How It Ends
Trust me, you’re better off not even beginning.
Ah, distractions. Be it with junk food or Netflix binges, many are craving safe havens away from post-election fallout these days. But what we really need are the right distractions, ones that lift spirits, engage minds, delight eyes and don’t pander to our baser instincts, including those alarming posts that dribble down social media feeds, stirring up unease about the future.
Perhaps a fable embellished with fantasy trappings that’s spun off from the Harry Potter universe. One that touches upon such issues as the inherent danger of outing a magical community to an intolerant public while No-Majs, the Americanized term for Muggles, are equally distrusted by wizards and witches. Some young people are forced to suppress their very natures by those who inflict physical and psychological harm upon them. Not to mention that a strange deadly force has been somehow unleashed, leaving mass destruction and fear in its wake.
OK, that doesn’t sound like that much fun, does it?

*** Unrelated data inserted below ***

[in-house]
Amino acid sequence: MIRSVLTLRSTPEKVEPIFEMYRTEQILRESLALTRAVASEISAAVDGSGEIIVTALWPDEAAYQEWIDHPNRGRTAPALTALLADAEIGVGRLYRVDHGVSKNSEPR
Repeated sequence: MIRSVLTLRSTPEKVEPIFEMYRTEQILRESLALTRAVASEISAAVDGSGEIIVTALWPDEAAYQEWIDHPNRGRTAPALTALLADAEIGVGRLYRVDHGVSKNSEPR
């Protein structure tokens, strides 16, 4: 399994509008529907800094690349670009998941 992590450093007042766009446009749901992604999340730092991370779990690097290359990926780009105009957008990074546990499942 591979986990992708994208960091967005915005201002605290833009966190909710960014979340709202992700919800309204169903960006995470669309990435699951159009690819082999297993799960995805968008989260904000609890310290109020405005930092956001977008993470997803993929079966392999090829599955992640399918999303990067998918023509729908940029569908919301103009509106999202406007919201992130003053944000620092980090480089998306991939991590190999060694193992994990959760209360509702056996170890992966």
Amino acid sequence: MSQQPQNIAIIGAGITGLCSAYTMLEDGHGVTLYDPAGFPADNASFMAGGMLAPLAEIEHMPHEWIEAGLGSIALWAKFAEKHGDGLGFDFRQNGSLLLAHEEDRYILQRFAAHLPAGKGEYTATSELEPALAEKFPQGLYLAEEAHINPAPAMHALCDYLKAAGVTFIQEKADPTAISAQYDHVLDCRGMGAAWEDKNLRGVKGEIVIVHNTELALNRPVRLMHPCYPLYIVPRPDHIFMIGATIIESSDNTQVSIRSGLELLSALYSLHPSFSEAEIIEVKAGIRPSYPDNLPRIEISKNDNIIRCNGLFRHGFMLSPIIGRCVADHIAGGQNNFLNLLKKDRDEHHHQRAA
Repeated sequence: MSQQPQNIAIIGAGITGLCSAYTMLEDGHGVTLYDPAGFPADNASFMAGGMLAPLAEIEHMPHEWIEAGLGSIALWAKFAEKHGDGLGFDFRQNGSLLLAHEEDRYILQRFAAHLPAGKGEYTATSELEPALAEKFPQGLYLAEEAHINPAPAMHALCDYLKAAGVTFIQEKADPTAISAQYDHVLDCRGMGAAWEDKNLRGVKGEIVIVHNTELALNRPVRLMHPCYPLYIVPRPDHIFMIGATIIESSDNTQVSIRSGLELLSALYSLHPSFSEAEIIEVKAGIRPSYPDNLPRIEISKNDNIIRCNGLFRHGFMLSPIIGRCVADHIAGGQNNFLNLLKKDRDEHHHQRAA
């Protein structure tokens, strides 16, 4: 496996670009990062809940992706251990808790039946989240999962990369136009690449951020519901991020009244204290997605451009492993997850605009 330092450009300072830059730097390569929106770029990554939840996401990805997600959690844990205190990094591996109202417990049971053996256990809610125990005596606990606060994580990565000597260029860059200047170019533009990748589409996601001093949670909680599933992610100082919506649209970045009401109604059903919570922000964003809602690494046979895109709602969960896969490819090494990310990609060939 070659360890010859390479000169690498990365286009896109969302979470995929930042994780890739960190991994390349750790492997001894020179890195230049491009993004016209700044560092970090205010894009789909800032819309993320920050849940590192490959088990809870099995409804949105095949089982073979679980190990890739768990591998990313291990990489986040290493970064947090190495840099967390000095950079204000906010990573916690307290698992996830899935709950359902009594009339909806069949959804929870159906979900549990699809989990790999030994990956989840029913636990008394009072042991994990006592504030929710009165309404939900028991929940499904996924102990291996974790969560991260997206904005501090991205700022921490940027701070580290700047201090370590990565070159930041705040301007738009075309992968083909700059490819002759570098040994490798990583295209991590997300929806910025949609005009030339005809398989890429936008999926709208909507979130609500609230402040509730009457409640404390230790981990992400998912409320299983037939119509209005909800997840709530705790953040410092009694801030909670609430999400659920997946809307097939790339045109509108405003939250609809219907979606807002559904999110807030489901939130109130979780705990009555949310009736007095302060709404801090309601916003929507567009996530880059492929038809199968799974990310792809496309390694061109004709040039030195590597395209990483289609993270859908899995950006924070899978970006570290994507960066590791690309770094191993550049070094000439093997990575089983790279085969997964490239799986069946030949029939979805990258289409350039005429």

But what if I tell you that J.K. Rowling’s “Fantastic Beasts and Where to Find Them,” which dips into the dark side fairly regularly, is at its best when it serves as a more exotic version of all those cute puppy and kitten antics that fill your Facebook, Twitter and Instagram accounts? Instead of dogs sporting holiday attire or cats falling off kitchen counters, you can go “aww” when a naughty Niffler, a mole-duck-billed platypus hybrid, goes on a crime spree while greedily stuffing gobs of shiny objects such as coins and gems into its belly pouch. Or when a majestic giant Thunderbird, destined to live in the wilds of Arizona, spreads its eagle-like wings. Maybe a teeny leafy twig-like critter known as a Bowtruckle, reminiscent of a shrunken Groot from “Guardians of the Galaxy,” is more your style. There’s also an amorous Erumpent, a big-butt cross between a hippo and an elephant, who causes a ruckus at a zoo. That this expansive menagerie and more are able to fit into the best piece of enchanted traveling luggage in a movie since Mary Poppins' bottomless carpet bag is a welcome bonus.